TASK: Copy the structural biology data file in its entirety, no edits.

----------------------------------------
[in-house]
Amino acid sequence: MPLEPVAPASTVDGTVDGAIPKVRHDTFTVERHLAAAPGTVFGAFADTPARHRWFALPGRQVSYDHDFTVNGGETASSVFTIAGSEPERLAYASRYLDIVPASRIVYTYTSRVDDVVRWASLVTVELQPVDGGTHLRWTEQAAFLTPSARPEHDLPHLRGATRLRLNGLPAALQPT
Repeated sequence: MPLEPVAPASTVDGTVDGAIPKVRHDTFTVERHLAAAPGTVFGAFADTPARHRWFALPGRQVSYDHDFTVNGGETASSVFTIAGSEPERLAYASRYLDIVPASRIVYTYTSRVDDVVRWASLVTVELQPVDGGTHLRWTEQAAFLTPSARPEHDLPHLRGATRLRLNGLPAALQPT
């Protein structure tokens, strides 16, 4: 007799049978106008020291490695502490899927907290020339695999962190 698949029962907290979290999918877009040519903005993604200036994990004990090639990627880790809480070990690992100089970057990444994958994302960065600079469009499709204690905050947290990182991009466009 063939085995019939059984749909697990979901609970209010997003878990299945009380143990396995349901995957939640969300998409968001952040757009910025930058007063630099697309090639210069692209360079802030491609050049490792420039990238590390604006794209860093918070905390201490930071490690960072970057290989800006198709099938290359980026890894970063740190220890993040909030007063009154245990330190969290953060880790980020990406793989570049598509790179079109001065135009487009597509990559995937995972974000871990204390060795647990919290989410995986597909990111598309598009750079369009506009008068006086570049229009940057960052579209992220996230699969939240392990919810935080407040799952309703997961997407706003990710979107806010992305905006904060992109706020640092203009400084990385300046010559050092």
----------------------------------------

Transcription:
[in-house]
Amino acid sequence: MPLEPVAPASTVDGTVDGAIPKVRHDTFTVERHLAAAPGTVFGAFADTPARHRWFALPGRQVSYDHDFTVNGGETASSVFTIAGSEPERLAYASRYLDIVPASRIVYTYTSRVDDVVRWASLVTVELQPVDGGTHLRWTEQAAFLTPSARPEHDLPHLRGATRLRLNGLPAALQPT
Repeated sequence: MPLEPVAPASTVDGTVDGAIPKVRHDTFTVERHLAAAPGTVFGAFADTPARHRWFALPGRQVSYDHDFTVNGGETASSVFTIAGSEPERLAYASRYLDIVPASRIVYTYTSRVDDVVRWASLVTVELQPVDGGTHLRWTEQAAFLTPSARPEHDLPHLRGATRLRLNGLPAALQPT
């Protein structure tokens, strides 16, 4: 007799049978106008020291490695502490899927907290020339695999962190 698949029962907290979290999918877009040519903005993604200036994990004990090639990627880790809480070990690992100089970057990444994958994302960065600079469009499709204690905050947290990182991009466009 063939085995019939059984749909697990979901609970209010997003878990299945009380143990396995349901995957939640969300998409968001952040757009910025930058007063630099697309090639210069692209360079802030491609050049490792420039990238590390604006794209860093918070905390201490930071490690960072970057290989800006198709099938290359980026890894970063740190220890993040909030007063009154245990330190969290953060880790980020990406793989570049598509790179079109001065135009487009597509990559995937995972974000871990204390060795647990919290989410995986597909990111598309598009750079369009506009008068006086570049229009940057960052579209992220996230699969939240392990919810935080407040799952309703997961997407706003990710979107806010992305905006904060992109706020640092203009400084990385300046010559050092």